TRENTON – It’d cost twice as much to get hitched in New Jersey under legislation reported out of an Assembly committee Monday.
The license fee increase is part of one of two bills unanimously released by the Assembly Judiciary Committee that make it easier to enter into vows of holy matrimony.
Both measures also apply to civil unions for same sex couples, who can’t legally marry in the Garden State.
One (A4170) allows members of the National Gudard and active duty military to get married or enter into a civil union by proxy when the service member is serving in a conflict overseas. Modeled on legislation that is now law in California, an identical bill (S299) passed the Senate 35-0 in June.
“For service men and women, the call to serve can come at any moment,” Assemblyman Herb Conaway, D-7, Delran, the bill sponsor said in a statement. “Putting civilian life on hold is part of the course for deployed soldiers, but not being able to get married because the law requires them to be in the states, is wrong. This measure will allow soldiers serving overseas to exchange ‘I do’s’, even when they are thousands of miles away.”
And anyone who’s lovestruck would be able to exchange those ‘I do’s’ a lot quicker in New Jersey under a separate piece of legislation that sets aside the current 72-hour waiting period for a marriage license in favor of same-day service.
The brainchild of incoming Assembly Majority Leader Lou Greenwald, the bill (A4366) would legalize same-day marriage and civil unions in New Jersey in what Greenwald says is an effort to boost tourism and local economies that could benefit from the wedding trade, from florists and hotels to tuxedo rentals and photographers.
“It would be a huge economic boost and the ripple effect would be felt around New Jersey,” Greenwald, D-6, Voorhees, told the committee during its hearing on the bill.
Greenwald noted that he initially envisioned the bill to help Atlantic City, which has been knocked around by increased competition and the recession. “But then we started to get calls from everywhere.”
Greenwald and others noted that 27 other states allow for same-day weddings, and that New Jersey would have an advantage over Pennyslvania (three-day wait), New York and Delaware (both 24 hours), which outlaw them.
Among those who testified in favor of the bill was Dave DelVecchio, mayor of Lambertville, the tourist town along the Delaware. It was DelVecchio who officiated at the first civil union ceremony in the state the moment they became legal back in 2007.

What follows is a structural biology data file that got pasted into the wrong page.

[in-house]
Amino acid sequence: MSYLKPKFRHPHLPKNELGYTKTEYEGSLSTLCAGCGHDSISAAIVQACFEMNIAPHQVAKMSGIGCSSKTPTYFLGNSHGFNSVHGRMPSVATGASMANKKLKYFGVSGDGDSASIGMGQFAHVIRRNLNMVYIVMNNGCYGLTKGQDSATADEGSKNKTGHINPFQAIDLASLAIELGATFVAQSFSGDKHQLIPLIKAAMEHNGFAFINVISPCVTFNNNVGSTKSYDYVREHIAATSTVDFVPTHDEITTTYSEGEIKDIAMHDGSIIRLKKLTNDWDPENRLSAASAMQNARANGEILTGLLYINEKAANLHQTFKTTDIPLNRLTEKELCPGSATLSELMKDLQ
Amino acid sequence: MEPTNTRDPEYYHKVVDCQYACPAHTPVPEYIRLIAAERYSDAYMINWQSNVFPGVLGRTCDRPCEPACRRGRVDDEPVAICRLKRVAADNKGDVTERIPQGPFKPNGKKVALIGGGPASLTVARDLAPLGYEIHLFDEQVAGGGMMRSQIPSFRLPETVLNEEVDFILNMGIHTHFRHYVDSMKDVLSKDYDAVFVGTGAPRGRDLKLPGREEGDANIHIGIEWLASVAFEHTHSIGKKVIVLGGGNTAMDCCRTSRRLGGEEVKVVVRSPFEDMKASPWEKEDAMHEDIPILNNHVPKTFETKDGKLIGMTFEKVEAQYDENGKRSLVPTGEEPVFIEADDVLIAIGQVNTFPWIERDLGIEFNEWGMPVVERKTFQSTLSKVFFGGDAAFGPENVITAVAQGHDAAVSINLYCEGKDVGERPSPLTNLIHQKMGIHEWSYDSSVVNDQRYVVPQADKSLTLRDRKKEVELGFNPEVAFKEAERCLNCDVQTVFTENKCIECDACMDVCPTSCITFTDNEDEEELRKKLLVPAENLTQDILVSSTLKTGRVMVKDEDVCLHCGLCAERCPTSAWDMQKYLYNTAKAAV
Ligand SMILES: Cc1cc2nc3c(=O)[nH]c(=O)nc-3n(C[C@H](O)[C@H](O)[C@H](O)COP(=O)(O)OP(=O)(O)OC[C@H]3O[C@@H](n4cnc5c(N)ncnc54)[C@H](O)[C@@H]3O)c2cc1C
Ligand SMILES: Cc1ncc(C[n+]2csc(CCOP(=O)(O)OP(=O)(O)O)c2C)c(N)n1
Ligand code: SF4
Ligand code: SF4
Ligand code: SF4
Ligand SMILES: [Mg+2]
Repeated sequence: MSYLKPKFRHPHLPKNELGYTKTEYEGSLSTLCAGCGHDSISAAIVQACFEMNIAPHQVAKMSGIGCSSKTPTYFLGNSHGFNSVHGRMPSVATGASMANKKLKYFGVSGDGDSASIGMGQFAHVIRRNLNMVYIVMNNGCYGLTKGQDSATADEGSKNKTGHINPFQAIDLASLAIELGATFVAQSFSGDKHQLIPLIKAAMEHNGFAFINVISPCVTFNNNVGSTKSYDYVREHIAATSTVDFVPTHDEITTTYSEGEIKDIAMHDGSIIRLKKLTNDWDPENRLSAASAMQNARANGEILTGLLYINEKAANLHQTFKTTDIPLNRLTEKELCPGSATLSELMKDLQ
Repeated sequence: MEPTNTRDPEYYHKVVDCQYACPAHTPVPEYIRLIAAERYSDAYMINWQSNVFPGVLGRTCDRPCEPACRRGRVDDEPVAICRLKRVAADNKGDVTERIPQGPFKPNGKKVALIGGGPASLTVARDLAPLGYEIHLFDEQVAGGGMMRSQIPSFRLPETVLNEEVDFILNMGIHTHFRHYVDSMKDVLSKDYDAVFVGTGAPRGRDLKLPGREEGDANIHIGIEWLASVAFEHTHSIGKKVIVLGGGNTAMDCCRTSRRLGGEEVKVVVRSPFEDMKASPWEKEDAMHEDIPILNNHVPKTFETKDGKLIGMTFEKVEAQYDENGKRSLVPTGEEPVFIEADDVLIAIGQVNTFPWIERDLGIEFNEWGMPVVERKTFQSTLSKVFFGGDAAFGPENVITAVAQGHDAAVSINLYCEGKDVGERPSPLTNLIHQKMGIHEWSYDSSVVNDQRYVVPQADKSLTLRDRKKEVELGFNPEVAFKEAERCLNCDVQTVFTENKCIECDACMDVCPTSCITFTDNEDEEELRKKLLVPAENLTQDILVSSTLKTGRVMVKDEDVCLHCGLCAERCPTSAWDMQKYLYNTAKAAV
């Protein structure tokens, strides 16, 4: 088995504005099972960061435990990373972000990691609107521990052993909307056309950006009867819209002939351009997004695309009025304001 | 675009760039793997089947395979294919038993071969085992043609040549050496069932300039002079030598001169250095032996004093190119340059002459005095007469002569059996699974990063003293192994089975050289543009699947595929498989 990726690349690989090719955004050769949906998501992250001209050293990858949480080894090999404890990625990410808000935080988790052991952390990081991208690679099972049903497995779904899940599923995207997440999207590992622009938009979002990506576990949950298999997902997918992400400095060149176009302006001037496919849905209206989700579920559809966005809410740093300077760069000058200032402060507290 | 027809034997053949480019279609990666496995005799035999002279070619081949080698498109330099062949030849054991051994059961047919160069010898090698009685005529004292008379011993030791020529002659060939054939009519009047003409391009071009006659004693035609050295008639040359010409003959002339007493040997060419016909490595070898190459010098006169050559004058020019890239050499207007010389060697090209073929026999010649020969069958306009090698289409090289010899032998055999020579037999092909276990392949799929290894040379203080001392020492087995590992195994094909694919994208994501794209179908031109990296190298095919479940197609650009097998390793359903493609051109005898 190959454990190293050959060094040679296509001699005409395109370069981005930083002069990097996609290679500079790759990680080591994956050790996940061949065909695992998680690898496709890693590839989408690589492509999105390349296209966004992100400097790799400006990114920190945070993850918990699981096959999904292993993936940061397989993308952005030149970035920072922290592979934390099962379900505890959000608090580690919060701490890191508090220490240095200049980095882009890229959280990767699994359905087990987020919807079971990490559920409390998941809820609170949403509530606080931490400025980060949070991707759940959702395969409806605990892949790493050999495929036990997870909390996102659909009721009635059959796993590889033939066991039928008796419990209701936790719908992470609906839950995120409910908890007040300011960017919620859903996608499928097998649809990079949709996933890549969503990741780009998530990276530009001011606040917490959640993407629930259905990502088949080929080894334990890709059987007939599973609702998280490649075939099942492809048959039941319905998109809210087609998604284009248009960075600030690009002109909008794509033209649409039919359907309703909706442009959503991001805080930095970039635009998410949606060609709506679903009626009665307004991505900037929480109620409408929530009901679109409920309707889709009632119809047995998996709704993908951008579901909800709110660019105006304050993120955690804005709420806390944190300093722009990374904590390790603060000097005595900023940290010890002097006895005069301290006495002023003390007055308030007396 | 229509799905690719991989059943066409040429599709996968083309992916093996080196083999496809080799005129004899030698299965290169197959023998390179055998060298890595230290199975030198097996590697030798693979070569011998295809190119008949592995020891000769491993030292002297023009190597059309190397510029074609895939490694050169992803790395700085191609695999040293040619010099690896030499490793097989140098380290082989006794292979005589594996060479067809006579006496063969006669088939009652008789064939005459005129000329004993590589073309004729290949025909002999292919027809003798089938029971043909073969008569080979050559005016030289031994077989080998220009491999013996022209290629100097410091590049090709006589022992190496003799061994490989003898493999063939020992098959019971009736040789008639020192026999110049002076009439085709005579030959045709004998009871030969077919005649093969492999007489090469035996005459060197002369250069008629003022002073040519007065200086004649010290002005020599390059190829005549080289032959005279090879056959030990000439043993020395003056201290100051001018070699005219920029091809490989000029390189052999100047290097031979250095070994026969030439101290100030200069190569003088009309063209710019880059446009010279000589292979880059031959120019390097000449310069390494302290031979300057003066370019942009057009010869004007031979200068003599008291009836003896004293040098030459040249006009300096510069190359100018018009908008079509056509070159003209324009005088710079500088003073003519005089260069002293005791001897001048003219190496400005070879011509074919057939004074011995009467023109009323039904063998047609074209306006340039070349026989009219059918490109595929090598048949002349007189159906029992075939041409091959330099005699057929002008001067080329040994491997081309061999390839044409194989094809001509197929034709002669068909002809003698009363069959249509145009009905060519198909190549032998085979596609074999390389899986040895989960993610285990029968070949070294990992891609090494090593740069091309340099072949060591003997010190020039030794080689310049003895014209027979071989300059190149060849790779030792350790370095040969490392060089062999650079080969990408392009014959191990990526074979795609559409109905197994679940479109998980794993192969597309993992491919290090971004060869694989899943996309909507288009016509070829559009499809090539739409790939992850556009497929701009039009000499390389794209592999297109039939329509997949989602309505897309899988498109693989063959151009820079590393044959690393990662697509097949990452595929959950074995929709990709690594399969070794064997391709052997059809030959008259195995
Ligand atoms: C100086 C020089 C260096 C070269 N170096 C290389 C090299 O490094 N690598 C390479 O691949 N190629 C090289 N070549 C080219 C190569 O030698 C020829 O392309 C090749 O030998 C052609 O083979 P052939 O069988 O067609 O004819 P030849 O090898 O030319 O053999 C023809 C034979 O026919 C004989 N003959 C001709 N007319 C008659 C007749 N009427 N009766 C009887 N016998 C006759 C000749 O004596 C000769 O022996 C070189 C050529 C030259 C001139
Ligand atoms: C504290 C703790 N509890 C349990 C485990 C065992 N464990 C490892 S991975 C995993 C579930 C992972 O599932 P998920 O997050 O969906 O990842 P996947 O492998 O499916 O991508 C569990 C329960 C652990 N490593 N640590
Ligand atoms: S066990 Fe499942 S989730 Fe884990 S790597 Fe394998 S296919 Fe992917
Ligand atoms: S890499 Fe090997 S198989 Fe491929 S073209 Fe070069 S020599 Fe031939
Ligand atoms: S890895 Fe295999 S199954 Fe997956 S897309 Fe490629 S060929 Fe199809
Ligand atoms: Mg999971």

“This will help our towns remain competitive,” DelVecchio told the committee. He said hotels and other businesses in his city would benefit.
Atlantic City’s also looking to benefit as a kind of Vegas of the East, though one casino big wig let it be known that he believes the measure would give a boost far beyond New Jersey’s gambling mecca.
“It’s been compared to Nevada for the casinos,” said Joe Tyrell of Caesars Entertainment, which also owns Harras and Bally’s and the Showboat. “But it’s really a New Jersey bill.”
Tyrell spoke of destinations and vistas for newlywed wannabes that extend from Jersey City with its views of the Manhattan skyline to Atlantic City and its beaches and boardwalk to Cape May and its gingerbread-like village.
And for those who may have jumped too soon, there’s a provision that lawmakers have taken to calling the “Kardashian amendment,’ recalling the Hollywood celebutante Kim Kardashian who’s flash-in-the-pan wedding prompted the sponsor to put in an escape hatch.
Under the bill, anyone who entered into a same-day wedding could have it annulled before the first 30 days elapsed.
Assemblyman Michael Patrick Carroll, R-25, Morristown, asked Greenwald to consider increasing court filing fees from the current $250 to help cover the cost of wrong-headed decisions, but Greenwald said he’d prefer to see whether there’s a run on the courts first for such annulments. He doubted there would be.
John Tomicki, with the League of American Families, opposed the bill because of the annulment provision, saying it could lead to too many pitfalls. He used as an example a child conceived in those first 30 days or people marrying merely for immigration purposes.
Lawmakers appeared to downplay the fee increase that’s part of the bill. The cost of a marriage or civil union license would jump from $28 to $60. The money would go to into a trust fund for domestic violence victims.
Lawmakers appeared to downplay the fee increase that’s part of the bill. The cost of a marriage or civil union license would jump from $28 to $60. The increase is split up this way: Five dollars goes to the local licensing office; bringing that fee to $8. Twenty-two dollars goes to the state budget for a new influx of taxpayer cash. And five dollars would go into a trust fund for domestic violence victims.
Lawmakers would not provide an estimate today on how much new revenue the government hopes to raise with the increased fees.
There was no mention of the fee increase in Greenwald’s press release announcing that the bill had been released from committee.